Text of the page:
1. You know we had our nearly year-long “life happens” thing back in 2015, and it really rocked us financially. I spent a long time after that beating myself up for the bigger, badder financial mess that resulted because of that stuff. But then I started to look at it differently. We did what we needed to do to cope and recover. It sucks, but it’s okay. We’ll get the additional debt paid off. And you’ll get your spending back on track. I have faith in us. 🙂

    1. “We did what we needed to cope and recover.” If we can be compassionate with ourselves, we can be compassionate with others. Judgment doesn’t accomplish anything constructive in either case. I have faith in us too : )

  2. We’re in the cycle right now. We have so many things going on. They key for us is to recognize it and as you suggest give yourself some slack, but not let it go too far. Once all the schedule craziness settles down (and it will) we need to pull it back in and get back to our regular plan. Don’t let complacency set in and the behavior cascade.

    1. These “craziness” times are temporary, and that’s an important thing to keep in mind as we go through them. All the best in navigating your way through this one, Brian.

  3. Why, whatever do you mean Ruth? 0:)

    But anywaaaaaaay, we’ve had so many unexpected things pop up at us in the past few years. I think we took this past year just to recover. I am always looking to find moderation in all aspects of my life. But alas, I still lean toward extremes. So if I eat something on my “no no” list, I end up just going hog wild. If we spend more than we’ve reasonably planned our budget for, we tend to just throw the cards up in the air. And yet, I will continue reading blogs like yours and creating new plans and keep trying to get back on that horse, because I have a feeling that he probably has a better sense of direction than I do!

    1. Interesting what you say about going “hog wild” when you fall off the wagon in question. I tend to do that too, but I’m trying to catch myself before it happens, brush myself off, and get back on the wagon (or the horse as you say). I’ve really learned that perfection isn’t necessary for progress, and I’m so glad that’s the case. I wonder if it’s perfectionism that makes you “throw the cards up in the air” when things aren’t perfect.

        1. When you can yell out “BINGO” like that, it means a win : ) I love your willingness to be introspective and honest, Kay. Not everyone has it.

  4. I am JUST working through this revelation myself, as well, stay tuned for Monday’s post 🙂 2017 is a disaster of a year in so many ways for us, but we are adjusting and coping. Without wishing time away, I am hoping that each week that passes will be smoother but I know we’re due for major upheaval when we list our home and sell, and MOVE. Oh goodness. Cross your fingers, for us 🙂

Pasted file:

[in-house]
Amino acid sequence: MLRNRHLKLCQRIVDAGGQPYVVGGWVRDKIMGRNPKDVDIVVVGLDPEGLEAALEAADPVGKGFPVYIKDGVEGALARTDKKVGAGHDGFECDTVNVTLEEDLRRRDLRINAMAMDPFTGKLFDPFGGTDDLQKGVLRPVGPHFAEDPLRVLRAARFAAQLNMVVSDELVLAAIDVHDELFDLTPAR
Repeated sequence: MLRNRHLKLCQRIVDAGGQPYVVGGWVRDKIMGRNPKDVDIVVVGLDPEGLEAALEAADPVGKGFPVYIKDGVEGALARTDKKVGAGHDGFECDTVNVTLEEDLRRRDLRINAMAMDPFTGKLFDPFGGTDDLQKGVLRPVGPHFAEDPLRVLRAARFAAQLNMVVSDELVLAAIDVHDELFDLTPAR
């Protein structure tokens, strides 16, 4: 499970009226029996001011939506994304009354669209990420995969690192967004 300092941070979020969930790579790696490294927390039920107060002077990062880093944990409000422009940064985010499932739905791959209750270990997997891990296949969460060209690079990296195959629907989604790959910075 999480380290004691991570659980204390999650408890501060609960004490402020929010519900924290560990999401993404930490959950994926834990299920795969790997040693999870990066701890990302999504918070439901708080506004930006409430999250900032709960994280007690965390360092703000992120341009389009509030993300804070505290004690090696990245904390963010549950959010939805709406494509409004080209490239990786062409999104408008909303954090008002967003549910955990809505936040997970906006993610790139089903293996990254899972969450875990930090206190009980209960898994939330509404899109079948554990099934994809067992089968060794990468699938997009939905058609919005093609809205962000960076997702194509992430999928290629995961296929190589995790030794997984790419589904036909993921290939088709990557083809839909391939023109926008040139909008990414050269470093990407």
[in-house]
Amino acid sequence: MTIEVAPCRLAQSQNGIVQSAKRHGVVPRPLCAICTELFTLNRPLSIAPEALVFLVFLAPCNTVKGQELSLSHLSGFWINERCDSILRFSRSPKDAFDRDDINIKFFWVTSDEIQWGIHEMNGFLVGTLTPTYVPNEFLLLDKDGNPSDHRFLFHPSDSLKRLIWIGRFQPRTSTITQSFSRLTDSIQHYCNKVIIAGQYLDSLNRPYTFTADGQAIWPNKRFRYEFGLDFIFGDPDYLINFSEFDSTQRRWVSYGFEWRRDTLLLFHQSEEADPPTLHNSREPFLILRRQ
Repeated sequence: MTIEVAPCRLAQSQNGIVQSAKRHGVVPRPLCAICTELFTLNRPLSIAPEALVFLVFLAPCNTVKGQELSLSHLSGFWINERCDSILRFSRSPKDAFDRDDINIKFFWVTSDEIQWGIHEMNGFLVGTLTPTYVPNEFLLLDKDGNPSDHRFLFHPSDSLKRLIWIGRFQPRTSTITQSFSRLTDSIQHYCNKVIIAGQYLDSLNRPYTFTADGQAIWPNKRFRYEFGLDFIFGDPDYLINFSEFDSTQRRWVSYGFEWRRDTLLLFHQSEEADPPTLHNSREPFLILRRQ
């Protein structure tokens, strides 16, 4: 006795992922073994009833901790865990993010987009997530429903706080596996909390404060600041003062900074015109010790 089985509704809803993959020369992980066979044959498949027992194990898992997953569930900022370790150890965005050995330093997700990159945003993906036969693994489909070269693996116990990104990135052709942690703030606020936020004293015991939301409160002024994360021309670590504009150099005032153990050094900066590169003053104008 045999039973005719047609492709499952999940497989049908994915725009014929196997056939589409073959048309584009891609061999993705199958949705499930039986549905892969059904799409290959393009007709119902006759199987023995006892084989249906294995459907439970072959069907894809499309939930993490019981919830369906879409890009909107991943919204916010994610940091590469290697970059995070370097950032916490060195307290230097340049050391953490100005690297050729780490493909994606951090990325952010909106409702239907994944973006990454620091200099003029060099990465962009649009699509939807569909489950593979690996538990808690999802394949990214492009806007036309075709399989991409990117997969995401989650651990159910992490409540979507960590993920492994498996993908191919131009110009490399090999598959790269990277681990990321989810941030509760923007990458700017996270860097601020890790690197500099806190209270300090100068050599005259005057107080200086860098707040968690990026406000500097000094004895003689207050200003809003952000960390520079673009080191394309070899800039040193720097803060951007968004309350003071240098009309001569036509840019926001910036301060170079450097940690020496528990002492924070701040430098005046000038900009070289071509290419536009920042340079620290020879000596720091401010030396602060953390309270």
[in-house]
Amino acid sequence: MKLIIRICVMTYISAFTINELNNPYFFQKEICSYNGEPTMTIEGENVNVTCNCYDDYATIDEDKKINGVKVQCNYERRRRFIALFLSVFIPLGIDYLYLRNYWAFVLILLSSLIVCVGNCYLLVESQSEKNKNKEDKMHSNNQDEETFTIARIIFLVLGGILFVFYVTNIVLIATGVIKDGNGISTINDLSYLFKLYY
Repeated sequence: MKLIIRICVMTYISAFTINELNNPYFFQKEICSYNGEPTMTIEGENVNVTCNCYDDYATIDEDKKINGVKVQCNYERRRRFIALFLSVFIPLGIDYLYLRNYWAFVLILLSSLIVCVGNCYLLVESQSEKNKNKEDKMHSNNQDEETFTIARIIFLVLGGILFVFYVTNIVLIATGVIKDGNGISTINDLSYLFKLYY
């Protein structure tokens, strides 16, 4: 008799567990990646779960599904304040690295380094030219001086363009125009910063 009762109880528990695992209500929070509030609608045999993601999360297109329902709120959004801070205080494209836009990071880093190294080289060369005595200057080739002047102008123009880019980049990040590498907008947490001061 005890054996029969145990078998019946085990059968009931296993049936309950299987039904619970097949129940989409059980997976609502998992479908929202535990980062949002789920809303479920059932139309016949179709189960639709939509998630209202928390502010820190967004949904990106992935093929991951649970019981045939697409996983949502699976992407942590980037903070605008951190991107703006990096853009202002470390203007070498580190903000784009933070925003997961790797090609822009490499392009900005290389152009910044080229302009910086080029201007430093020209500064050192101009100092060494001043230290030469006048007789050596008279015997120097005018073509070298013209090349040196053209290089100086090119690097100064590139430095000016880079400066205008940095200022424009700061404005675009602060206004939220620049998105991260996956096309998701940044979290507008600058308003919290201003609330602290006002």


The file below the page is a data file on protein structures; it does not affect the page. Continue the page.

1. I love it when blogs criss-cross on topics such as this! I look forward to seeing your post Monday. I will do more than cross my fingers for you. I’ll pray that things work out for the good – in ways that you can’t even anticipate now. And I believe that your release of obligations to certain family members will end up providing an unaccustomed bandwidth that will help you to deal with the upheaval that you foresee.

  5. Good things to keep in mind.

    One small thing I’d add is to stockpile things when they’re at rock-bottom prices; when I got into couponing and discovered you can easily buy bottles of conditioner and mouthwash, etc., for as low as 50 cents a piece, I bought over a year’s supply. Now whenever life gets hectic that’s one less thing to think about, saving me time and money.

    1. Very, very good idea! I have such a desire to de-clutter, the idea of stockpiling goes against the grain. But obviously, the example you mention is a great example of its benefits. Not only to save money, but to save time when things get out of kilter. So once I thoroughly de-clutter (my goal for this summer), I’ll start gearing up for stockpiling. Thank you, Natalie : )

  6. Those are 3 great strategies for when life happens. Just like eating unhealthy food, when I get a little off on spending, I remind myself I can start over again – the next day, the next week or the next month. The realization that the stress and busyness is impermanent is definitely helpful here. Also, I think just taking some time and just do nothing (relax!) is a good way to lower the stress during these times. Even if you just give yourself permission to take a few hours off can be helpful.

    1. That’s true, Amanda, and I actually did do that during the time of my mom’s move. My choice of “hours off” involved too much Netflix, though. For this next “life happens” episode, I’m going to find other ways to “just do nothing” : )

  7. So much truth in here! It’s so difficult when there are other demands on our attention/discipline. I’ve definitely struggled with this myself. I love the boundaries + slack approach. And what better tie in to that book than boundaries? Shoot me an email–I’d like to buy. And I’d love to help you promote this summer if you’re looking for people. 🙂

    1. Ah, that’s such a kind offer, Femme! I will definitely shoot you an email : ) Thanks! (And you are bang on. The book deals with boundaries and mindfulness – without using those words.)